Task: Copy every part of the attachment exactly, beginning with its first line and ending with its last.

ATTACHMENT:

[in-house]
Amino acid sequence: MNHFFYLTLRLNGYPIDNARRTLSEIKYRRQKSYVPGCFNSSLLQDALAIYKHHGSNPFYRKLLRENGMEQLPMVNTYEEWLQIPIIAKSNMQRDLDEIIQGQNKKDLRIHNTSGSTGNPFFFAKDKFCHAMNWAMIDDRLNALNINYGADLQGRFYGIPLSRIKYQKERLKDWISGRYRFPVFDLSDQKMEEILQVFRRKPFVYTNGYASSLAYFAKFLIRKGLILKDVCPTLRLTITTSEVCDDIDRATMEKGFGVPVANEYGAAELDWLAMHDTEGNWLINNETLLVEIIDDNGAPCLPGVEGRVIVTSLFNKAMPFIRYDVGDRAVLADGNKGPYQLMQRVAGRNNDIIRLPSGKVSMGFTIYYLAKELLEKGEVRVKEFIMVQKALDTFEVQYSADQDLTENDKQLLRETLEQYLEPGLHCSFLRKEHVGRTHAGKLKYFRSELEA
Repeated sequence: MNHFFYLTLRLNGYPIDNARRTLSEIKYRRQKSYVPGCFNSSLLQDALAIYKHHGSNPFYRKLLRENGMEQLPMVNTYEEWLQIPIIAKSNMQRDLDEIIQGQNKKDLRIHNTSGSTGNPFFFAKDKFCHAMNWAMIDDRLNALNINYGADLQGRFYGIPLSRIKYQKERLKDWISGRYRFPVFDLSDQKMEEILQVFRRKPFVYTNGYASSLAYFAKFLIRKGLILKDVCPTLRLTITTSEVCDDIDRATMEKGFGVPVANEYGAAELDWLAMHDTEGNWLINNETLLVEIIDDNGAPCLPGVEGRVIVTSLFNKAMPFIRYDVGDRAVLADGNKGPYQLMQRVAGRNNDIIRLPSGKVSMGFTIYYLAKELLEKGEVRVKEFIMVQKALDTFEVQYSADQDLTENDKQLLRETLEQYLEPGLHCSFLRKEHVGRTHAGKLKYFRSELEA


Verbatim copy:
[in-house]
Amino acid sequence: MNHFFYLTLRLNGYPIDNARRTLSEIKYRRQKSYVPGCFNSSLLQDALAIYKHHGSNPFYRKLLRENGMEQLPMVNTYEEWLQIPIIAKSNMQRDLDEIIQGQNKKDLRIHNTSGSTGNPFFFAKDKFCHAMNWAMIDDRLNALNINYGADLQGRFYGIPLSRIKYQKERLKDWISGRYRFPVFDLSDQKMEEILQVFRRKPFVYTNGYASSLAYFAKFLIRKGLILKDVCPTLRLTITTSEVCDDIDRATMEKGFGVPVANEYGAAELDWLAMHDTEGNWLINNETLLVEIIDDNGAPCLPGVEGRVIVTSLFNKAMPFIRYDVGDRAVLADGNKGPYQLMQRVAGRNNDIIRLPSGKVSMGFTIYYLAKELLEKGEVRVKEFIMVQKALDTFEVQYSADQDLTENDKQLLRETLEQYLEPGLHCSFLRKEHVGRTHAGKLKYFRSELEA
Repeated sequence: MNHFFYLTLRLNGYPIDNARRTLSEIKYRRQKSYVPGCFNSSLLQDALAIYKHHGSNPFYRKLLRENGMEQLPMVNTYEEWLQIPIIAKSNMQRDLDEIIQGQNKKDLRIHNTSGSTGNPFFFAKDKFCHAMNWAMIDDRLNALNINYGADLQGRFYGIPLSRIKYQKERLKDWISGRYRFPVFDLSDQKMEEILQVFRRKPFVYTNGYASSLAYFAKFLIRKGLILKDVCPTLRLTITTSEVCDDIDRATMEKGFGVPVANEYGAAELDWLAMHDTEGNWLINNETLLVEIIDDNGAPCLPGVEGRVIVTSLFNKAMPFIRYDVGDRAVLADGNKGPYQLMQRVAGRNNDIIRLPSGKVSMGFTIYYLAKELLEKGEVRVKEFIMVQKALDTFEVQYSADQDLTENDKQLLRETLEQYLEPGLHCSFLRKEHVGRTHAGKLKYFRSELEA